Roy E. Disney

Roy Disney at 2003 Animation Guild Christmas Party

This snapshot, which I took at The Animation Guild’s annual Christmas party on December 12, 2003, was the closest I ever got to meeting Roy E. Disney, who died yesterday, December 16th, at the age of 79. He appeared there in the midst of an epic struggle for control of the Disney Empire with Michael Eisner, in which he eventually prevailed three years later.  (See my report on his surprise appearance at the party here.)

Most frequently identified as Walt Disney’s nephew, it would be more appropriate to note that he was the son of Roy O. Disney, Walt’s older brother who was the Disney Studio’s co-founder and long-time CEO; after all, Roy E. Disney, like his father, made his mark not so much as a creative producer, but as a creative executive who helped steer the Walt Disney Company to become one of the world’s major entertainment companies. In the process, he helped rescue a foundering company more than once, making Disney a real player in Hollywood in both live action and animation.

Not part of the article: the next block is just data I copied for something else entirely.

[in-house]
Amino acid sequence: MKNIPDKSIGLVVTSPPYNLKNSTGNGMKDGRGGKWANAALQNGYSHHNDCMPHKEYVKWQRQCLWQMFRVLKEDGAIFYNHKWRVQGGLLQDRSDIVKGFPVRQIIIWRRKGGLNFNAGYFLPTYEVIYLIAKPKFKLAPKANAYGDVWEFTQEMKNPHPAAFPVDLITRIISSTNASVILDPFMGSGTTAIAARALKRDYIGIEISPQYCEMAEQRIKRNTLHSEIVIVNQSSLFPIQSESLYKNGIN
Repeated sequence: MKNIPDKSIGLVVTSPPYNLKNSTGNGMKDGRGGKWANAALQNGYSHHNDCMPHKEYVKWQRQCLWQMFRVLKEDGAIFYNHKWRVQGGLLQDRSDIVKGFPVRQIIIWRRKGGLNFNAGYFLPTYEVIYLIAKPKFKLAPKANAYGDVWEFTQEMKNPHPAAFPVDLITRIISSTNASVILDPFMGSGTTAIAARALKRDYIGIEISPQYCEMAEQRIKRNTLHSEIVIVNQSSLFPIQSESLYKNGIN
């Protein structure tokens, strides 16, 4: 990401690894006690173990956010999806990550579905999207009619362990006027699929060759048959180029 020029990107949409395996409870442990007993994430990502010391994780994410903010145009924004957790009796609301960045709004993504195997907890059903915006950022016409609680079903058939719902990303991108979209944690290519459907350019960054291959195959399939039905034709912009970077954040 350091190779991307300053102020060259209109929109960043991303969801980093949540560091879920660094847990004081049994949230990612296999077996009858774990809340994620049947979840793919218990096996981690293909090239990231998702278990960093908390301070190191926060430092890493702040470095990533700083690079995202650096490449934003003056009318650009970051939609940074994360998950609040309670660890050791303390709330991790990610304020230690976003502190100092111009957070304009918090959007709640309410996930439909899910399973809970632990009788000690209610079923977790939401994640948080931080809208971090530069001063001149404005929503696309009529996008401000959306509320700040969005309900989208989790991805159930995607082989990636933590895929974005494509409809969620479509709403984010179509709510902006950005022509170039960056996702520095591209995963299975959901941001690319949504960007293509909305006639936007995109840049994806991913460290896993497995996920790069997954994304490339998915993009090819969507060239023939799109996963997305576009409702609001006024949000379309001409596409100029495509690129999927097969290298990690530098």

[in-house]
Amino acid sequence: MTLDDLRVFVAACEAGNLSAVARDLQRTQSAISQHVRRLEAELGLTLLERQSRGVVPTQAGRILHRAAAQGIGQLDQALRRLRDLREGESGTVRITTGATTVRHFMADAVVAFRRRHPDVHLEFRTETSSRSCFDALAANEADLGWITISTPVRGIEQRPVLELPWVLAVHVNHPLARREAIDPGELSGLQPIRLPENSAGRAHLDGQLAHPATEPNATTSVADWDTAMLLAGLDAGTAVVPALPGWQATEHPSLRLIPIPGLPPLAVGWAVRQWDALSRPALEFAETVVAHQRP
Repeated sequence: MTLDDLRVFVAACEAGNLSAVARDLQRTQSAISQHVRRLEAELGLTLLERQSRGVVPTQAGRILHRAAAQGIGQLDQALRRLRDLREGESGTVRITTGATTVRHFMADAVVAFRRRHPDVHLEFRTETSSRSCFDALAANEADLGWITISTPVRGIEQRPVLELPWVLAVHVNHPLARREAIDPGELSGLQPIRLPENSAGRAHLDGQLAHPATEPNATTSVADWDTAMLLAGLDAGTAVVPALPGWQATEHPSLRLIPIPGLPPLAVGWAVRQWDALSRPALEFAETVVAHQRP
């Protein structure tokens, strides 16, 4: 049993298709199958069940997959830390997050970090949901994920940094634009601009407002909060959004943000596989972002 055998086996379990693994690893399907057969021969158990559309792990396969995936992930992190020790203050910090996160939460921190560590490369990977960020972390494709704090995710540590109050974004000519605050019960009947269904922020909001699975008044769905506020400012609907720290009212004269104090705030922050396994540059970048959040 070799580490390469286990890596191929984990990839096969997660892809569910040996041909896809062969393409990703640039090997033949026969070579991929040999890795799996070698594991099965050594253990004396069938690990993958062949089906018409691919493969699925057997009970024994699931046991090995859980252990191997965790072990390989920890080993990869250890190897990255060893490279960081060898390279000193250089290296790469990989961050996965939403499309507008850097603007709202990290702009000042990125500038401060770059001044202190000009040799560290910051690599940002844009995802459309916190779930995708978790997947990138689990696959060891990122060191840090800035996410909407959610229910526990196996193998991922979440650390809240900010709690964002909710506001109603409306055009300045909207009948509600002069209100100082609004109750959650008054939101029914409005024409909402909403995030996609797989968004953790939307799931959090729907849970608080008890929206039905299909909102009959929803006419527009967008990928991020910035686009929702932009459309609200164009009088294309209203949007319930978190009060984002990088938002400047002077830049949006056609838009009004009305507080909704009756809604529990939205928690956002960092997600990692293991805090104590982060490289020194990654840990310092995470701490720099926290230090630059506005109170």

The animation community has long recognized his efforts to pull the studio’s animation operations from the brink of extinction in 1984, after he managed to oust president and CEO Ron Miller, Walt Disney’s son-in-law, in favor of the team of Michael Eisner, Jeffrey Katzenberg, and Frank Wells; it turns out the three were essentially ready to ditch animation to concentrate on energizing its  moribund live-action slate, but Roy Disney persuaded them to do otherwise. Luckily, Katzenberg took up animation with a vengeance and soon made the studio into an animation powerhouse which came to dominate theatrical animation in ways it had never done before. (I suspect these efforts were made possible by Katzenberg’s equally impressive work in the live-action arena.)